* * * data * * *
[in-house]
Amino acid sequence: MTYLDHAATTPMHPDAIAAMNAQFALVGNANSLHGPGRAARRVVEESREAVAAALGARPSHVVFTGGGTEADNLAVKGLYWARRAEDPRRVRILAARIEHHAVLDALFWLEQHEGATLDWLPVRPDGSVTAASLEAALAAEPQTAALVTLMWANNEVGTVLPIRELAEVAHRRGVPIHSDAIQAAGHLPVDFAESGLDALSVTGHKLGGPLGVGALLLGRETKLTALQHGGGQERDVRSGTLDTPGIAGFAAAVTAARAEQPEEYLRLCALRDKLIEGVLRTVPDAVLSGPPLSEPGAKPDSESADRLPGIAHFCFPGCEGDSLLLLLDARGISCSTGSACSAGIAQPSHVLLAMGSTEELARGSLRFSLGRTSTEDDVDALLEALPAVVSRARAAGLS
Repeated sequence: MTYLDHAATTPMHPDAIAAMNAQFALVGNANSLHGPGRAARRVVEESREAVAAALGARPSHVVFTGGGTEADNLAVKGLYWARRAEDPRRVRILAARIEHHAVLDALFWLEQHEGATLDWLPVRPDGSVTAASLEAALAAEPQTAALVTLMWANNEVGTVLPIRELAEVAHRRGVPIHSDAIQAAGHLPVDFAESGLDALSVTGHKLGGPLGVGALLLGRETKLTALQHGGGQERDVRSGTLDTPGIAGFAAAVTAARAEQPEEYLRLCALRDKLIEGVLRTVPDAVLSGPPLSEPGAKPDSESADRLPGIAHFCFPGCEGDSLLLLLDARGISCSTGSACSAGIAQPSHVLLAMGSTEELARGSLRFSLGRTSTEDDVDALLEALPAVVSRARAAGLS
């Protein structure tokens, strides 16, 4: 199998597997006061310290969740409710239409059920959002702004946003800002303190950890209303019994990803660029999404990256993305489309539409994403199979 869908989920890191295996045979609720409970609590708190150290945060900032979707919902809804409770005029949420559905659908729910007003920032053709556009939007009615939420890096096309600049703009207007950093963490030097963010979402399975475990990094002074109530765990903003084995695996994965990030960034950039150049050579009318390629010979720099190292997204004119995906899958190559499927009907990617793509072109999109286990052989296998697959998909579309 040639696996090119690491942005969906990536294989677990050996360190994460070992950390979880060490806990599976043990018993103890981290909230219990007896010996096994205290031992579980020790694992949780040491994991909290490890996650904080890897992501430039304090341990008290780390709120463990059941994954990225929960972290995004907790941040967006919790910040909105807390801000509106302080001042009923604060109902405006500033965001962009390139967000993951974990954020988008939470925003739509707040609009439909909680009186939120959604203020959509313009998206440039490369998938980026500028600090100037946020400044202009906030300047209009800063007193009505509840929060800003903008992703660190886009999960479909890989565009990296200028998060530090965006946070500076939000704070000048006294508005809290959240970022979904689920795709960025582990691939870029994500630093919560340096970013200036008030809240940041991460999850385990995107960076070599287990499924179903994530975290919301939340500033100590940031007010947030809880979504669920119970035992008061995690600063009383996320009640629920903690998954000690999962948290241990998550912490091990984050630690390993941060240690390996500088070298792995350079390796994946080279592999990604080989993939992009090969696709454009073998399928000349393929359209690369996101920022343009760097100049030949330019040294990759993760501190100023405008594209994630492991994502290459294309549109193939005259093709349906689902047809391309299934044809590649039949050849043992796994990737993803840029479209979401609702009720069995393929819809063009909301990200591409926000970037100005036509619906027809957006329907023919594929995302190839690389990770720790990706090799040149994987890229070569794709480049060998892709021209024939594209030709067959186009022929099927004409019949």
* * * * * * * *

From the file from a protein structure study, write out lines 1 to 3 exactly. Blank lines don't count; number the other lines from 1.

[in-house]
Amino acid sequence: MTYLDHAATTPMHPDAIAAMNAQFALVGNANSLHGPGRAARRVVEESREAVAAALGARPSHVVFTGGGTEADNLAVKGLYWARRAEDPRRVRILAARIEHHAVLDALFWLEQHEGATLDWLPVRPDGSVTAASLEAALAAEPQTAALVTLMWANNEVGTVLPIRELAEVAHRRGVPIHSDAIQAAGHLPVDFAESGLDALSVTGHKLGGPLGVGALLLGRETKLTALQHGGGQERDVRSGTLDTPGIAGFAAAVTAARAEQPEEYLRLCALRDKLIEGVLRTVPDAVLSGPPLSEPGAKPDSESADRLPGIAHFCFPGCEGDSLLLLLDARGISCSTGSACSAGIAQPSHVLLAMGSTEELARGSLRFSLGRTSTEDDVDALLEALPAVVSRARAAGLS
Repeated sequence: MTYLDHAATTPMHPDAIAAMNAQFALVGNANSLHGPGRAARRVVEESREAVAAALGARPSHVVFTGGGTEADNLAVKGLYWARRAEDPRRVRILAARIEHHAVLDALFWLEQHEGATLDWLPVRPDGSVTAASLEAALAAEPQTAALVTLMWANNEVGTVLPIRELAEVAHRRGVPIHSDAIQAAGHLPVDFAESGLDALSVTGHKLGGPLGVGALLLGRETKLTALQHGGGQERDVRSGTLDTPGIAGFAAAVTAARAEQPEEYLRLCALRDKLIEGVLRTVPDAVLSGPPLSEPGAKPDSESADRLPGIAHFCFPGCEGDSLLLLLDARGISCSTGSACSAGIAQPSHVLLAMGSTEELARGSLRFSLGRTSTEDDVDALLEALPAVVSRARAAGLS